A different category or class of colormaps, is the group of diverging colormaps. Unlike sequential colormaps, diverging colormaps start at their lowest (or highest) lightness value at both ends and monotonically/linearly increase (decrease) to the highest (lowest) lightness value in the center. They could be seen as two sequential colormaps combined together, that share the same lightness range and end/begin with the same color. This makes them very useful to represent information that has a critical middle value or when data deviates around a common center (usually zero), like topographical maps; radial velocity plots or probability distributions. The matplotlib package has quite a few diverging colormaps, but none of them starts and ends at the same lightness value; and most do not change perceptually uniform. Therefore, a few alternatives are introduced here, with a full overview being shown below.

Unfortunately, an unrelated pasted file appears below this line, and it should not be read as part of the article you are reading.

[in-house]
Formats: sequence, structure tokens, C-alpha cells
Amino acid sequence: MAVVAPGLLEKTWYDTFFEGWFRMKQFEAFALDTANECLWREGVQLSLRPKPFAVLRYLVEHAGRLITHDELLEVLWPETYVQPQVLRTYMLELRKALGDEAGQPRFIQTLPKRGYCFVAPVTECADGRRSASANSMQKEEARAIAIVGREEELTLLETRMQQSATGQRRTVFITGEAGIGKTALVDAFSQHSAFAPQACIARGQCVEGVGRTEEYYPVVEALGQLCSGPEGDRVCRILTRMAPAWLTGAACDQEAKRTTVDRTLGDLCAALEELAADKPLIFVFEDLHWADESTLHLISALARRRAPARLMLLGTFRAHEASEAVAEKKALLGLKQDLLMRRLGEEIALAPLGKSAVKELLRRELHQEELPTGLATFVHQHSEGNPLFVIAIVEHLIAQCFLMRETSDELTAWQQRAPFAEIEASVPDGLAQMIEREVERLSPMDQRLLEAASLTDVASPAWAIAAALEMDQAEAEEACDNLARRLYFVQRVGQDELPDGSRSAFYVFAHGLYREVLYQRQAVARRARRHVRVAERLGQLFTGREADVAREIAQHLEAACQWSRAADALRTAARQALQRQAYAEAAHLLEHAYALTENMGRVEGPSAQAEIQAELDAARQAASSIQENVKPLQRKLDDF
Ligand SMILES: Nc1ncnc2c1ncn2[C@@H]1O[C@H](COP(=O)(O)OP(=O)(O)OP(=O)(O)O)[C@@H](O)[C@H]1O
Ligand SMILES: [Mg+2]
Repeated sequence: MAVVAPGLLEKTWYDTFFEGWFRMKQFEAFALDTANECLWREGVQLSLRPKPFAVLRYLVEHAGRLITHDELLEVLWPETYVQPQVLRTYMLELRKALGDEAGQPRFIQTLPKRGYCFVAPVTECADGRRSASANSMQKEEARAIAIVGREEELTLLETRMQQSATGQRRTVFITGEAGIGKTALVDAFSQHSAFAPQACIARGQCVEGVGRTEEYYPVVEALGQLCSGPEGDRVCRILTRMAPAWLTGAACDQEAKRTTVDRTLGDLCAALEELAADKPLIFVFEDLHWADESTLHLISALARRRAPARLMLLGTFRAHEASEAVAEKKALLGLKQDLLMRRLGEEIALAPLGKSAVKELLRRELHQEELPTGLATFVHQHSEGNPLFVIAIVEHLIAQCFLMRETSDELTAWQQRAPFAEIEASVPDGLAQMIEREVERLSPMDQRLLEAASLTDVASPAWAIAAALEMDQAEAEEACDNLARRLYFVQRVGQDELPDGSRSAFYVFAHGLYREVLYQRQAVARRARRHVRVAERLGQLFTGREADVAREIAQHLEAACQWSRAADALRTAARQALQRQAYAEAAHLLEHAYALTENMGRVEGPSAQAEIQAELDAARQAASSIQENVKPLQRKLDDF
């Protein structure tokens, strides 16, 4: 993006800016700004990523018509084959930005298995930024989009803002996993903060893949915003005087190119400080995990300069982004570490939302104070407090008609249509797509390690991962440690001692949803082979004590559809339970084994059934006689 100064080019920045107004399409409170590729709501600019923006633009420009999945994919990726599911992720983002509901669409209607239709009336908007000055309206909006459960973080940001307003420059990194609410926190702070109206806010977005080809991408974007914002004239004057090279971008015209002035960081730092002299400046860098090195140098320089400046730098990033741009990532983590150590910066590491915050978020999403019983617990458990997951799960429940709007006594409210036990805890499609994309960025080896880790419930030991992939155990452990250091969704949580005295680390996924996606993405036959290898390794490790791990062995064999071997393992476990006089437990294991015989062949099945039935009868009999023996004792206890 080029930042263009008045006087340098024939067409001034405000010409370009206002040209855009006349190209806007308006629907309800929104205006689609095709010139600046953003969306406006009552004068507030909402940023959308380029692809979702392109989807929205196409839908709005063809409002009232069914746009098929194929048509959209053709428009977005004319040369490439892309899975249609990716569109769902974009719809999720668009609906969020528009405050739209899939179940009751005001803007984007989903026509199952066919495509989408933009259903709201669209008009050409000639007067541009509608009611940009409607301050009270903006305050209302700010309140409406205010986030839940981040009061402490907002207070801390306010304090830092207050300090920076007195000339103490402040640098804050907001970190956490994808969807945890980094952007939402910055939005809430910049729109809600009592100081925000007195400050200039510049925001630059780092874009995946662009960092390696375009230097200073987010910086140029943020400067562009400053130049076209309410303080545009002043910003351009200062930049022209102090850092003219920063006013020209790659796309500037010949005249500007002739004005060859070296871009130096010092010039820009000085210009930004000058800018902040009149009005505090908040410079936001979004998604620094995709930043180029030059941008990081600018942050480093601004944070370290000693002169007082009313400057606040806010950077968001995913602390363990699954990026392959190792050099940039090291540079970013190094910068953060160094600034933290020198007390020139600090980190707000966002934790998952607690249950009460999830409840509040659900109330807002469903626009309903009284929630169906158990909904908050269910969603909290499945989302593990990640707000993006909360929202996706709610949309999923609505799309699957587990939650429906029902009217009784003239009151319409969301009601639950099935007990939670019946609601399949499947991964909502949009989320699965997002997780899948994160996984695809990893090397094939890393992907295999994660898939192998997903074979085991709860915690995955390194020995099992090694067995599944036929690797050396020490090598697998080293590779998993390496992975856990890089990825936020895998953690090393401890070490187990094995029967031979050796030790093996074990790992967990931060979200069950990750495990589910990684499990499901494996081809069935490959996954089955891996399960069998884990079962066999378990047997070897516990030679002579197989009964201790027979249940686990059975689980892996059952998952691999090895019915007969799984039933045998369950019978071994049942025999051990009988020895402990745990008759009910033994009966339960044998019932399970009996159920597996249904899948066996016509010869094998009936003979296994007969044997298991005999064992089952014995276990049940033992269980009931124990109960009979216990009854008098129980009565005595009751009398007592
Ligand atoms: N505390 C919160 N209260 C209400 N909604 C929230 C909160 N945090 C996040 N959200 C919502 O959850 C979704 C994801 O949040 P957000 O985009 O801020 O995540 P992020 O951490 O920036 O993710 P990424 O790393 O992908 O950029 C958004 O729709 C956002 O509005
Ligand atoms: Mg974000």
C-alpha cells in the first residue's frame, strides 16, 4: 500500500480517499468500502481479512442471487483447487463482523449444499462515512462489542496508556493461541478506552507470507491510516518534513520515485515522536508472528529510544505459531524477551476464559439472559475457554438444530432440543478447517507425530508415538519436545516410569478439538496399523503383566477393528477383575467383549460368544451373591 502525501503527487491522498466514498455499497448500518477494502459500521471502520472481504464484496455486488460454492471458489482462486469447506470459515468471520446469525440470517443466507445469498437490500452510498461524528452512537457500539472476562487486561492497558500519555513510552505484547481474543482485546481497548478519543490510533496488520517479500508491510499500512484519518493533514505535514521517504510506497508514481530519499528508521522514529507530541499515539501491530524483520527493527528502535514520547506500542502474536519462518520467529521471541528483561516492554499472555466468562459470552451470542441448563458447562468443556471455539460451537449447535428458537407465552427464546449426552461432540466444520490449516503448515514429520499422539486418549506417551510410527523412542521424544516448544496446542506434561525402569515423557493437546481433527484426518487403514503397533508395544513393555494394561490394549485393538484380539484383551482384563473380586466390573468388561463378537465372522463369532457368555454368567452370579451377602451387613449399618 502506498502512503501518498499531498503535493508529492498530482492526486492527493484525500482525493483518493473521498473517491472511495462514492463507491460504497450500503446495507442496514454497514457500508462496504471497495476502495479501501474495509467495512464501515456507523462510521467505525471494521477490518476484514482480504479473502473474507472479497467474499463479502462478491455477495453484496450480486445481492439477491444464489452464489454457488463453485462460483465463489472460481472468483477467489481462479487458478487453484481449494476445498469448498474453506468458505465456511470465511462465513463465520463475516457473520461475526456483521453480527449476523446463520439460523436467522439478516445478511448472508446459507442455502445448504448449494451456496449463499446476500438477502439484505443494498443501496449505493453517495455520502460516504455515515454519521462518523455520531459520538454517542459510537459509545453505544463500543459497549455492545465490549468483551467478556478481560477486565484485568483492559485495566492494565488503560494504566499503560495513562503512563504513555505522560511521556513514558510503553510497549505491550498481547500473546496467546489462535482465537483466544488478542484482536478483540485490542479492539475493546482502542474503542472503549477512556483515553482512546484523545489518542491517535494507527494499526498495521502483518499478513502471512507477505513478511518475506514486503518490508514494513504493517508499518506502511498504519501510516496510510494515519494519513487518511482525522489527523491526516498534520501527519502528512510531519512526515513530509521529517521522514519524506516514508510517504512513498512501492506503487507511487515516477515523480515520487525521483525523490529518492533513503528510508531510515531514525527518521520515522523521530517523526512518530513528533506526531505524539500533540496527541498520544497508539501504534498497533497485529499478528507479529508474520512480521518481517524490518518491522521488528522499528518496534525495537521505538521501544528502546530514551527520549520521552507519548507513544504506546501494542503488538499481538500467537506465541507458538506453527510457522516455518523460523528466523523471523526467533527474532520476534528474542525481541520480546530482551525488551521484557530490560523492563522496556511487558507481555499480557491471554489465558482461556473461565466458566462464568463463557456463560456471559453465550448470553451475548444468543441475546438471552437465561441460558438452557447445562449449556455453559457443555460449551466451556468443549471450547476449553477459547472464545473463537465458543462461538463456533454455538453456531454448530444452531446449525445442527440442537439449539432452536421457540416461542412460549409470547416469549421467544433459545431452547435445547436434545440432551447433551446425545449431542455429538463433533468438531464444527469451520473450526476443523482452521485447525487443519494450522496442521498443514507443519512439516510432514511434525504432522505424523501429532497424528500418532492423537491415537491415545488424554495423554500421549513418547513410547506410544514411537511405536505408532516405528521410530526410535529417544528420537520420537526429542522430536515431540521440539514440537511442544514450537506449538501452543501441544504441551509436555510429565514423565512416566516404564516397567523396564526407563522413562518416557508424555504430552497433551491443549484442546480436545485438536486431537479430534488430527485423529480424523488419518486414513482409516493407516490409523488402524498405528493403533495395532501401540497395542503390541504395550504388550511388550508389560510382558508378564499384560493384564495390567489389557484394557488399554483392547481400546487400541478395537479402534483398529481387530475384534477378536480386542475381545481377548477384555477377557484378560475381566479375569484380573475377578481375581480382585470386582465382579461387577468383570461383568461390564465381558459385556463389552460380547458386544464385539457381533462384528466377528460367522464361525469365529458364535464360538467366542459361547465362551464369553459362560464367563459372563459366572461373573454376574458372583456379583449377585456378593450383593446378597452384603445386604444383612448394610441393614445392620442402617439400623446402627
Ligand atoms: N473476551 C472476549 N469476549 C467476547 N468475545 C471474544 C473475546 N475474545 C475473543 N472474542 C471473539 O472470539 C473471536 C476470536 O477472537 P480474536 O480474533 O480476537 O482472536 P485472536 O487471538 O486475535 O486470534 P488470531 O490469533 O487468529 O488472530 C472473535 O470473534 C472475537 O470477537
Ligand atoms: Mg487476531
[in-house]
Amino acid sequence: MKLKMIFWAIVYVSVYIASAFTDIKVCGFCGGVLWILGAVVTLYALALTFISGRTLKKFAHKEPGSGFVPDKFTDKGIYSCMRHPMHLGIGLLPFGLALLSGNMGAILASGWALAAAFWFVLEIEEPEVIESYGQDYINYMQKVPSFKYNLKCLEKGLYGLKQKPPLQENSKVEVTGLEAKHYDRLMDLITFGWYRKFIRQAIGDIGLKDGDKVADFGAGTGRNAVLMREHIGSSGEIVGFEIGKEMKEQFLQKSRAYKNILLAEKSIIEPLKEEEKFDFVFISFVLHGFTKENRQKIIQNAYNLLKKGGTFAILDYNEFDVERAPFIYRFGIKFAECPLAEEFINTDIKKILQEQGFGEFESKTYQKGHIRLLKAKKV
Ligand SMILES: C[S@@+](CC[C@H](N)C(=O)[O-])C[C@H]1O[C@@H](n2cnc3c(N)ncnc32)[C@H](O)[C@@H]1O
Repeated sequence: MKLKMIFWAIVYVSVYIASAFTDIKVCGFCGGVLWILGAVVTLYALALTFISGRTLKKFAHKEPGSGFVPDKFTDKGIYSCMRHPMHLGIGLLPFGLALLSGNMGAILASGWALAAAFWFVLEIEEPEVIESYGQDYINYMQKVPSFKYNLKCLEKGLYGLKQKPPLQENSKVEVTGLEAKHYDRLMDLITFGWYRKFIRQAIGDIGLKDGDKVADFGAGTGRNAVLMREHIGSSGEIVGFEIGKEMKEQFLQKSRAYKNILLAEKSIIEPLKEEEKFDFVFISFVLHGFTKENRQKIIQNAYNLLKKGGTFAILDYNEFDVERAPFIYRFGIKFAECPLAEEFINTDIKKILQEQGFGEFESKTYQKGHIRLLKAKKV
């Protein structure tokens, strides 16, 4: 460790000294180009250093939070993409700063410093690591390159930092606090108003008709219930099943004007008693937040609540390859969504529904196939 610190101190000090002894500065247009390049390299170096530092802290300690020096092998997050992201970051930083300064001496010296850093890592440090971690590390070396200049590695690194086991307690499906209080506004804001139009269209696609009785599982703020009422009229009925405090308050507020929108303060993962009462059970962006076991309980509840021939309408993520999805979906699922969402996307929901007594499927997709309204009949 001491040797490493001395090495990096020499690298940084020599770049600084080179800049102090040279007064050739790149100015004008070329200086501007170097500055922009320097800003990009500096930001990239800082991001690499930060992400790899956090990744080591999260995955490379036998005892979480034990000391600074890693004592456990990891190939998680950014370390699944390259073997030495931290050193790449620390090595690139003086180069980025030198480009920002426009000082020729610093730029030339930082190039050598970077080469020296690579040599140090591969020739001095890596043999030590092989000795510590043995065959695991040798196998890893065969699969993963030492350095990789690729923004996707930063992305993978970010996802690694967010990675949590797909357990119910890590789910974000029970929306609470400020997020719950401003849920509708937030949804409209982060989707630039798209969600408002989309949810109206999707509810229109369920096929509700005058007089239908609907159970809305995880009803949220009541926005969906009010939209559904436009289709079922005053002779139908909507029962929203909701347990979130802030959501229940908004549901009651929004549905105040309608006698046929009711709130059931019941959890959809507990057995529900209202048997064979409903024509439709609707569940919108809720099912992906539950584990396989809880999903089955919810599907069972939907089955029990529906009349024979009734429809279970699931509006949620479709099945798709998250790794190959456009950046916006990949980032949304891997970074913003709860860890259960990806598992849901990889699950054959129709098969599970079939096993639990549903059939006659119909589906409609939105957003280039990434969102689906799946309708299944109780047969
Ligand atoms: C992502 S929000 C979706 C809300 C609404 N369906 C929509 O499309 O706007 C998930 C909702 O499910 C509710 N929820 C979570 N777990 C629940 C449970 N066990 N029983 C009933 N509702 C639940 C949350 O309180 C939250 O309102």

A special subcategory of diverging colormaps is the group of cyclic colormaps. Cyclic colormaps are very similar to normal diverging colormaps, but instead of both sides only sharing one end with each other, the sides share both ends. This means that the sides of a cyclic colormap both begin and end with the same color and thus theoretically speaking the colormap has no center. While cyclic colormaps are significantly more niche than normal diverging colormaps due to this property, they are perfect for plotting information that is periodic in nature, like data affected by orientation and/or phase. Due to the complexity and difficulty involved in creating proper cyclic colormaps, they tend to be quite rare, as matplotlib for example only has a single cyclic colormap, called twilight. Because of this, CMasher provides a few cyclic colormaps of its own as well, which are shown in their separate category in the overview plot above.